On 8 May 1854, the Times published a letter addressed to the directors of the Crystal Palace. Designed for the Great Exhibition of 1851, the palace had been moved from Hyde Park to the south London suburb of Sydenham. Here, the building had been reassembled to house an exhibition which aimed to bring art and culture to the masses. The objects on display were arranged, in a series of giant ‘courts’, to tell the story of civilisation through art and architecture.

Signed by the Archbishop of Canterbury and several bishops, the petition asked that the plaster casts of nude male statues on show in the Greek Court be fitted with the ‘usual leaf’ to reflect the way in which certain parts of the body are covered in daily life. The ‘usual leaf’ is a rather endearing reference to the fig leaves which are frequently employed to preserve the modesty of artistic representations of the male human figure.  

“From the 16th century onwards, various Popes had insisted on deploying fig leaves to cover the genitals of male sculptures on display in public spaces in Italy. In 16th-century Florence, Michelangelo’s David was a particular point of contention,” says Nichols.

Reactions to the letter in the Times were mixed. The newspaper itself scoffed at the need to recreate the “earliest fashions of paradise” – but the bishops got their way. A specialist company was commissioned to make plaster fig leaves to cover the genitals of a number of male statues.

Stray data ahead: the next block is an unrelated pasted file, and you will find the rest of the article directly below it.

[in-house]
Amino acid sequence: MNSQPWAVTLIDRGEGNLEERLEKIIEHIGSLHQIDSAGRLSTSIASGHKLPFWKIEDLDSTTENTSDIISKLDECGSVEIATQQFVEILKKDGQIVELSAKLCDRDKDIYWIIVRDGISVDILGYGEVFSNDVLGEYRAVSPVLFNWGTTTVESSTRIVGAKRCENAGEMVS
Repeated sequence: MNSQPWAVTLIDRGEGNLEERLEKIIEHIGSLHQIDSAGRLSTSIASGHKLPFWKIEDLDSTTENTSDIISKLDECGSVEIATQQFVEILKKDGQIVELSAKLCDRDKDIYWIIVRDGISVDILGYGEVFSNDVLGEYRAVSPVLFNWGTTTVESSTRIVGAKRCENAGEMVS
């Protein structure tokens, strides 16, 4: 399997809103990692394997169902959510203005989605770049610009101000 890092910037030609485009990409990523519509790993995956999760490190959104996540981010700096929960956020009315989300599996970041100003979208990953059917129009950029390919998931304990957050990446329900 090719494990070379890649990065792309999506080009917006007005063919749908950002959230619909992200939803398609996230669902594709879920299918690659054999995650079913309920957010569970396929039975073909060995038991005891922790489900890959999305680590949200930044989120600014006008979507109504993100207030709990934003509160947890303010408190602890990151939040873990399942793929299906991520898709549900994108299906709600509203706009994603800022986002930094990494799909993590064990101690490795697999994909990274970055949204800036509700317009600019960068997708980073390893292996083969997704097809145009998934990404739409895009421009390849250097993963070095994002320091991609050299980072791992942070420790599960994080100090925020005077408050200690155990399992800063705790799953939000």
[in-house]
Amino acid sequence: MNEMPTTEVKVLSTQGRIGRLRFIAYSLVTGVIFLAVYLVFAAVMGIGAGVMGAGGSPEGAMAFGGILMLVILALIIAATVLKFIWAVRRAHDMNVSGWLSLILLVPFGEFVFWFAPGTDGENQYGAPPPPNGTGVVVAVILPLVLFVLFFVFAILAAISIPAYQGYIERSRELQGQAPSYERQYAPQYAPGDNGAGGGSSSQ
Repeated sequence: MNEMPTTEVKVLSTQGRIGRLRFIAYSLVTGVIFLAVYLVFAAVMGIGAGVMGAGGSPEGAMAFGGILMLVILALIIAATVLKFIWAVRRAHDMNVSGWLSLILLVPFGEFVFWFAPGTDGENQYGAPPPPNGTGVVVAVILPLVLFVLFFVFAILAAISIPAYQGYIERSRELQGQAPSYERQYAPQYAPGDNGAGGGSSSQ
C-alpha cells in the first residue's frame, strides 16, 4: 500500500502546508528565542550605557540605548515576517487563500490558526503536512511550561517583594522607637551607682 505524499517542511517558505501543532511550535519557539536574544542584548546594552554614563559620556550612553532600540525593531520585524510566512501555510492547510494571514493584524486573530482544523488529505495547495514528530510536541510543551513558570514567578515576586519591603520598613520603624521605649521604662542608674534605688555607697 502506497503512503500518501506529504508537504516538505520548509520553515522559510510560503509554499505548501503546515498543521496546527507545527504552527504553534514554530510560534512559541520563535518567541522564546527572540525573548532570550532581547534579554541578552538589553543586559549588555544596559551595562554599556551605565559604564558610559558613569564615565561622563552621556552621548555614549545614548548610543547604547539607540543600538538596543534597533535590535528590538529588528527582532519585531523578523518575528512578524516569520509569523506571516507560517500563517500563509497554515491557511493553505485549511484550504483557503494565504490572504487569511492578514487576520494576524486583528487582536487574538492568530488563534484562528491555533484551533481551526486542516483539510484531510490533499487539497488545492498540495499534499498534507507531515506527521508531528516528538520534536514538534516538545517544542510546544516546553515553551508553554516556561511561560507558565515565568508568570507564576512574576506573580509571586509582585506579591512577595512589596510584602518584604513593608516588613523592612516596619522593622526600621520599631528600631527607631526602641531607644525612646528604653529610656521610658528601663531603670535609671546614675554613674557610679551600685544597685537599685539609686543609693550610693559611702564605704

The Greek gods and heroes who found their genitals disappearing beneath pieces of foliage included the bulgingly muscular Farnese Hercules, the contorted figures of Laocoon and his sons, and the svelte Apollo Belvedere. “The casts of all three had been made from celebrated sculptures housed in Italy and were key points of reference for the educated elite taking the Grand Tour in order to broaden their aesthetic horizons,” says Nichols.

"The request from the Archbishop and his supporters was a thinly veiled way of saying that working-class visitors, and those untutored in classical art, would be unable to appreciate on a suitably cerebral level, the purity and beauty of classical sculpture. It’s an admission that you need to absorb a set of cultural techniques in order to look at art works – it’s not innate.”

The heated discussion about what we might today call the ‘appropriateness’ of nude sculpture was embedded in questions that provoked passionate feelings in Victorian society. The Victorian public was not familiar with art works showing undressed bodies. The Crystal Palace’s exhibition of the human form in plaster to a mass audience coincided with a growing concern with sexual morality.